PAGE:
Shot from Lusher Rd is a NB NS freight with a Union Pacific engine on the head-end.  Courtesy Jack Prange II.

 
  EB/WB Searchlights

Signals along Lincoln Way getting ready to be replaced.....





Floobydust


A SB/EB freight at McDonald St.... gotta love this photo service from Bing!



Proposed "trolley" busses coming

Elkhart is planning to buy seven new busses, designed from the ground up to replace aging equipment on their roster.  The following pictures and article came from here.  (032915)
I guess by now in December 2016, they should be running!!

 

 

 



Old Streetcar Picture found on EBay








Just north of the EWR is this girder bridge adjacent to a small dam.



Historical USGS Maps


Courtesy of the University of Texas Library, click here for their index page.

So far, this is the only vintage map I can find for the area.




Disclaimers:

I love trains, and I love signals.  I am not an expert.  My webpages reflect what I find on the topic of the page.  This is something I have fun with while trying to help others. 

Please Note:  Since the main focus of my two websites is railroad signals, the railfan guides are oriented towards the signal fan being able to locate them.  For those of you into the modeling aspect of our hobby, my indexa page has a list of almost everything railroad oriented I can think of to provide you with at least a few pictures to help you detail your pike.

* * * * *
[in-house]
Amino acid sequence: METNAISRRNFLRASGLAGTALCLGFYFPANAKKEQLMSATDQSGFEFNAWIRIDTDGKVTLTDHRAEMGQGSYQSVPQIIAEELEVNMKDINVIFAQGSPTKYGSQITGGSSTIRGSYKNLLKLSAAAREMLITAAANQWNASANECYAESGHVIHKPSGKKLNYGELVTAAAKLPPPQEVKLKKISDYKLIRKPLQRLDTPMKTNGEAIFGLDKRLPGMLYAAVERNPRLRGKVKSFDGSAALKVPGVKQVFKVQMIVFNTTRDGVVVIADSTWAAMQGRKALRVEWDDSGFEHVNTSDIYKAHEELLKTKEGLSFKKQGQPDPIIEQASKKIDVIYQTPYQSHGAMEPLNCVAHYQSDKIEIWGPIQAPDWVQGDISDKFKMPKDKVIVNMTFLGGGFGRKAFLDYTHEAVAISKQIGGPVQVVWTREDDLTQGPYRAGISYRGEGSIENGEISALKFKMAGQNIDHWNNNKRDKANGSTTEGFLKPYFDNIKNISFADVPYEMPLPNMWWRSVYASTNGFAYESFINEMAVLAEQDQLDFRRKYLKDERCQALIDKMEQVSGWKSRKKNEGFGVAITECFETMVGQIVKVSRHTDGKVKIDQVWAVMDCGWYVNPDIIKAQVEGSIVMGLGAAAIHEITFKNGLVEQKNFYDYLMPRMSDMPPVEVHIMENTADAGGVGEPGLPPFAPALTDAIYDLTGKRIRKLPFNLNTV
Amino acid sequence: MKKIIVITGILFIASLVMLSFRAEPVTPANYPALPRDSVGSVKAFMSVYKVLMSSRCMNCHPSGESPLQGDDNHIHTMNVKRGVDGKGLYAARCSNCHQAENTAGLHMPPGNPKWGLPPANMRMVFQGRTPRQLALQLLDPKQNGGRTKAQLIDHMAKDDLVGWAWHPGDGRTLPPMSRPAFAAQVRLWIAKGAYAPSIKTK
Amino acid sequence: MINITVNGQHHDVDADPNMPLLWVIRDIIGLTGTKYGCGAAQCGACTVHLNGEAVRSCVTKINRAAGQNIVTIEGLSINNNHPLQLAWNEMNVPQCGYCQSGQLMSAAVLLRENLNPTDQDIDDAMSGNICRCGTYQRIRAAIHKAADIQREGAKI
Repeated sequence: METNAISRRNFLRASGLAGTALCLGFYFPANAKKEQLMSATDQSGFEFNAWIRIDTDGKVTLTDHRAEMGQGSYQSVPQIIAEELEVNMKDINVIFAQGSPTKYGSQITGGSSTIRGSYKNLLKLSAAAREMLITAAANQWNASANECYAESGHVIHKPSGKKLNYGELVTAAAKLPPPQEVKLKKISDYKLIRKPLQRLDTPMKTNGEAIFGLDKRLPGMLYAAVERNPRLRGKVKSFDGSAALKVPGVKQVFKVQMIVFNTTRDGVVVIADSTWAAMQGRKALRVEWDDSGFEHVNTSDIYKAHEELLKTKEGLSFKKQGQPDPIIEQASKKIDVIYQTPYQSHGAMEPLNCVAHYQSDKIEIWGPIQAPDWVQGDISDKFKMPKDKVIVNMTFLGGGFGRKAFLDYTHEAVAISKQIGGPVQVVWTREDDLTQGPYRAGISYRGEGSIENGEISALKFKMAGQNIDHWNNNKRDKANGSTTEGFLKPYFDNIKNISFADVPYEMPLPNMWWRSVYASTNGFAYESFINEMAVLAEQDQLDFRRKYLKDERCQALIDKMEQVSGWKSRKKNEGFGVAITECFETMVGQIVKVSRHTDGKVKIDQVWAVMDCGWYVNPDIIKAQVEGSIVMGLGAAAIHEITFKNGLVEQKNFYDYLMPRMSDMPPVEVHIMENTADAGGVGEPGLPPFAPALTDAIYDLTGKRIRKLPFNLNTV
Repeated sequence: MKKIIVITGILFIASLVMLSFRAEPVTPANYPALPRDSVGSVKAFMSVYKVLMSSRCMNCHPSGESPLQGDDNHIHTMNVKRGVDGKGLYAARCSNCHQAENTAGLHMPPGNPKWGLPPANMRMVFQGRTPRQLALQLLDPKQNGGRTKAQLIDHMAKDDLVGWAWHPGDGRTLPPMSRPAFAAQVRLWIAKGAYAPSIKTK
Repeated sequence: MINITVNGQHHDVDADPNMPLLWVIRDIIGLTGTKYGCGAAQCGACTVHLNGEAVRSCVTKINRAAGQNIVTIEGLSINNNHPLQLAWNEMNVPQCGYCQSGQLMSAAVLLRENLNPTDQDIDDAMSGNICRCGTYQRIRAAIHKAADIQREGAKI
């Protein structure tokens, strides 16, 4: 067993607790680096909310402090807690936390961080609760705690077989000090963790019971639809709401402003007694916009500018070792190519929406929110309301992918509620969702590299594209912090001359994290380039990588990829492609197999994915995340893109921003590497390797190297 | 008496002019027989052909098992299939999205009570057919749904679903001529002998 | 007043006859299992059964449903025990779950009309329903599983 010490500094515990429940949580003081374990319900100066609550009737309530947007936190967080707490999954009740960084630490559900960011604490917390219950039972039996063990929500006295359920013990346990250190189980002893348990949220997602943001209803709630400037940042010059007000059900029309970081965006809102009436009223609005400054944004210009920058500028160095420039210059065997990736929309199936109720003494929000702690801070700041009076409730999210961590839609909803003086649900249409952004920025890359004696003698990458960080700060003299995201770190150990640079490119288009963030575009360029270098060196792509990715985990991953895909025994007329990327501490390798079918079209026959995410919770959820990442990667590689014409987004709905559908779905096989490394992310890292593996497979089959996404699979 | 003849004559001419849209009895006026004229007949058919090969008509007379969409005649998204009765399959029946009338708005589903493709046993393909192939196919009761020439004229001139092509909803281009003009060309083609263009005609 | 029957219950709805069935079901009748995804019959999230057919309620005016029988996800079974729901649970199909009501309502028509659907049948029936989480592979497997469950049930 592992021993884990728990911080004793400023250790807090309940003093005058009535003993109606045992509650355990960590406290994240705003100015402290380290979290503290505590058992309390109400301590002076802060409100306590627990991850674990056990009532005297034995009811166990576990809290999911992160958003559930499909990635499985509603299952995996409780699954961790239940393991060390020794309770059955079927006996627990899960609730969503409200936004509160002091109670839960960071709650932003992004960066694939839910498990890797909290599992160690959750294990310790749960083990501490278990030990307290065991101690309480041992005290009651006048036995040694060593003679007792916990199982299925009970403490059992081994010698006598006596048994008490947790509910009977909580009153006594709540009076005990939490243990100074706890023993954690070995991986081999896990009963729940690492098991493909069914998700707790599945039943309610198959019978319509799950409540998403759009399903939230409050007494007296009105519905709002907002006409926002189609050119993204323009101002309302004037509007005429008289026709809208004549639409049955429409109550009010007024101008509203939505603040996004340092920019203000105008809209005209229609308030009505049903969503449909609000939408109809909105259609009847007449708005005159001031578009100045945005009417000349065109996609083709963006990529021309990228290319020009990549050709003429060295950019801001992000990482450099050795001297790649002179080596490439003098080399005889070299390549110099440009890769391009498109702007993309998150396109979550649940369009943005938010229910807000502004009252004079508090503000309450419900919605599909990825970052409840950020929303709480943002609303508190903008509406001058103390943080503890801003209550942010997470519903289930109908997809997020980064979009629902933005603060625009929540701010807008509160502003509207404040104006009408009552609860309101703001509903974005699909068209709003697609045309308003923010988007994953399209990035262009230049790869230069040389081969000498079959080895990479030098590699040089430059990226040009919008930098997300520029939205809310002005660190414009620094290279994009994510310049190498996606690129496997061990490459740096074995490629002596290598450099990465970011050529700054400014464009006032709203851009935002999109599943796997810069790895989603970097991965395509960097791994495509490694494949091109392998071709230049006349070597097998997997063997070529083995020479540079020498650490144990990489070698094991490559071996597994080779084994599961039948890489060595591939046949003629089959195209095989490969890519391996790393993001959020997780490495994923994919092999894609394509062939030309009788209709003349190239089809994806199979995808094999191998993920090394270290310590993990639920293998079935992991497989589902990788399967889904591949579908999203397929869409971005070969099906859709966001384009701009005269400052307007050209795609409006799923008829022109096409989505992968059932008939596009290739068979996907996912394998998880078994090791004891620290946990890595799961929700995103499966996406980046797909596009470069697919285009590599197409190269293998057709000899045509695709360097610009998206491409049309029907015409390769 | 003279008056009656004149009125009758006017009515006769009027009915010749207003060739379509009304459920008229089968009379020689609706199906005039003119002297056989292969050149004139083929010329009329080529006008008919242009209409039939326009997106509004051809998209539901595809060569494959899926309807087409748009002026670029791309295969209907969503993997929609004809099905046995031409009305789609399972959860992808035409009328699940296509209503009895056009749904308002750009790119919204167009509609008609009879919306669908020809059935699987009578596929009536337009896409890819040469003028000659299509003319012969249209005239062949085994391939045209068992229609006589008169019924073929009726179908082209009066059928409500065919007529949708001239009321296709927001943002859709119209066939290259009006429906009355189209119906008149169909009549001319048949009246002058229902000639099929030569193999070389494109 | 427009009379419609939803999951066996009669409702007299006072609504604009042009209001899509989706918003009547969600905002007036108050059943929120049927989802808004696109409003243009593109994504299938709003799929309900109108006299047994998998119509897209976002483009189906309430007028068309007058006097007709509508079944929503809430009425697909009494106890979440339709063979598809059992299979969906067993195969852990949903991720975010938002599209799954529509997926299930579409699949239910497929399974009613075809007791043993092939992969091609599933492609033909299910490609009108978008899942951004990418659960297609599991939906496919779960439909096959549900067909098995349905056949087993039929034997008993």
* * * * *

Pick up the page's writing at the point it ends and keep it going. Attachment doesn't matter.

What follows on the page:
If this is a railfan page, every effort has been made to make sure that the information contained on this map and in this railfan guide is correct.  Once in a while, an error may creep in :-)

My philosophy: Pictures and maps are worth a thousand words, especially for railfanning.  Text descriptions only get you so far, especially if you get lost or disoriented.  Take along good maps.... a GPS is OK to get somewhere, but maps are still better if you get lost!  I belong to AAA, which allows you to get local maps for free when you visit the local branches.  ADC puts out a nice series of county maps for the Washington DC area, but their state maps do not have the railroads on them.  If you can find em, I like the National Geographic map book of the U.S..... good, clear, and concise graphics, and they do a really good job of showing you where tourist type attractions are, although they too lack the railroads.  Other notes about specific areas will show up on that page if known.

Pictures and additional information is always needed if anyone feels inclined to take 'em, send 'em, and share 'em, or if you have something to add or correct.... credit is always given!
Contact info is here

Beware: If used as a source, ANYTHING from Wikipedia must be treated as being possibly being inaccurate, wrong, or not true.